Next, what files do we need to delete manually?

First of all, we definitely need to delete the software installed by the Cloudera Manager repo.

Of course, if you plan to add this node to another CDP of the same version, you can omit this step.



# yum repolist | grep -Ei cloudera
cloudera-manager        Cloudera Manager, Version 7.3.1                        6
# yum repo-pkgs cloudera-manager list
Loaded plugins: fastestmirror
Loading mirror speeds from cached hostfile
 * base:
 * epel:
 * extras:
 * updates:
Installed Packages
cloudera-manager-agent.x86_64                                                                          7.3.1-10891891.el7                                                                    -manager
cloudera-manager-daemons.x86_64                                                                        7.3.1-10891891.el7                                                                    -manager
openjdk8.x86_64                                                                                        8.0+232_9-cloudera                                                                    -manager
# yum repo-pkgs cloudera-manager remove -y



From the output of the above command, we can find that on my new node, three software have been installed through the Cloudera Manager repo. They are CM Agent, CM daemons and OpenJDK. Use the repo-pkgs remove command to delete these software. Since I plan to add this node to a CDP 7.1.6 cluster of the same version later (by another CM), I will skip this step here.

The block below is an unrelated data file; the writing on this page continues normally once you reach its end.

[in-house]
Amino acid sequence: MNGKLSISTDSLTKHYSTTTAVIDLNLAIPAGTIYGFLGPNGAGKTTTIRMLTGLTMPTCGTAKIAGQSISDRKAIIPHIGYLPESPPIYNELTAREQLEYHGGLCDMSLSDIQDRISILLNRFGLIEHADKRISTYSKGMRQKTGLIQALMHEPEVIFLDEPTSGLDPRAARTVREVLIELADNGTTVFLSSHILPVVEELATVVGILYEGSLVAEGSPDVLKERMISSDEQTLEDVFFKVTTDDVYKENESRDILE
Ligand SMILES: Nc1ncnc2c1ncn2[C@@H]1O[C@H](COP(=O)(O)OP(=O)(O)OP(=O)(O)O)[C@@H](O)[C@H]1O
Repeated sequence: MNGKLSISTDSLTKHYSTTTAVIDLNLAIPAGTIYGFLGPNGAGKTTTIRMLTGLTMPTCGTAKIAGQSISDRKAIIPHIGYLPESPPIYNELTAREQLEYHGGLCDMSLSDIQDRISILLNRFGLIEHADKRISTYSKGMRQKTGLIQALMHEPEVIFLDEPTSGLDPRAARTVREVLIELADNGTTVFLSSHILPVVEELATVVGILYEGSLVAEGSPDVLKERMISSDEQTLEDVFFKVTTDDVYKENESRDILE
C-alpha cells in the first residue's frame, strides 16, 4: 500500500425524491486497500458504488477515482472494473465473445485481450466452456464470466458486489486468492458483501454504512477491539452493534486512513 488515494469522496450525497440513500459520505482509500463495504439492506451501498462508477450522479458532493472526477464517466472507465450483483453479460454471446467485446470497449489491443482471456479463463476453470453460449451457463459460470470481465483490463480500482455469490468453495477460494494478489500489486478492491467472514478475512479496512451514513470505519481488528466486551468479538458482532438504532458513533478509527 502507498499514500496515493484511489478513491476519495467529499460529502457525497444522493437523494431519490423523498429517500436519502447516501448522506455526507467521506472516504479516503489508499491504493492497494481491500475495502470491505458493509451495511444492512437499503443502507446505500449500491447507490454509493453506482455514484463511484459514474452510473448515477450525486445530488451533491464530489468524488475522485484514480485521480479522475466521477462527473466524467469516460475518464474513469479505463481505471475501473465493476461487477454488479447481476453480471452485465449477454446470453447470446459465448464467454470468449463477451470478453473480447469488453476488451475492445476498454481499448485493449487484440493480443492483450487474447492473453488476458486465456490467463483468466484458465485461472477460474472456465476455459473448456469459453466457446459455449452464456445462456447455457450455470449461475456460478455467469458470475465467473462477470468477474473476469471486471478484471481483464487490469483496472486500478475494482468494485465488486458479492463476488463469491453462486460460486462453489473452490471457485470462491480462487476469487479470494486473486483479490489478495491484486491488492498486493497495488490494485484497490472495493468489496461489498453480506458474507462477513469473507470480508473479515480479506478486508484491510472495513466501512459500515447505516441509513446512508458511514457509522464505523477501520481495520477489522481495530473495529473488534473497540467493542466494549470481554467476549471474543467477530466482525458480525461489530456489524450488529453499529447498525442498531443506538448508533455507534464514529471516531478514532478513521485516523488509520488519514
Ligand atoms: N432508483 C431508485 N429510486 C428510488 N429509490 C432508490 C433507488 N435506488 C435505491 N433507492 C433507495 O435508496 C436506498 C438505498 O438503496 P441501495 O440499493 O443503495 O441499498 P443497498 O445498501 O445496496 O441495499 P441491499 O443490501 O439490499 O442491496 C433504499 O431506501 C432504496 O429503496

I found that these yum packages installed by the cloudera-manager repo still need to be manually deleted. Because when I add the old node to a new cluster, an error occurs during the installation of Cloudera packages. The reason for the error is that when I manually deleted some directories under /usr, /var and /etc, some of these directories were managed by Cloudera packages, so I need to reinstall these packages, and if I don’t delete these packages manually, CM will think that the package on this host does not need to be installed, so the subsequent configuration will fail due to lack of files.

Therefore, whether you plan to add the old host to another cluster of the same version or a different version of the cluster, you need to manually delete the package installed by the cloudera-manager repo first. And the step of deleting package needs to be performed before finding {/usr, /var, /etc...} and deleting related directories.

And, in my environment, "yum repo-pkgs cloudera-manager remove" does not work, so I use a workaround to delete these packages:


clouderaPkgs=`(yum list installed | grep -Ei cloudera | awk '{print $1}')`
for i in ${clouderaPkgs[@]}; do
    yum remove -y $i;


Now, let us remove the remaining directories created by Cloudera packages:


declare -a dirsSCM
dirsSCM=(`find /var -type d -iname '*cloudera*'`)
for i in ${dirsSCM[@]}; do
    echo $i
    rm -rf $i

dirsSCM=(`find /etc -type d -iname '*cloudera*'`)
for i in ${dirsSCM[@]}; do
    echo $i
    rm -rf $i

dirsSCM=(`find /opt -type d -iname '*cloudera*'`)
for i in ${dirsSCM[@]}; do
    echo $i
    rm -rf $i



Of course, don't forget, it is best to delete the directory /var/run/cloudera-scm-agent, which is used by the CM Agent  to manage various role instances (such as DataNode, NodeManger, etc.).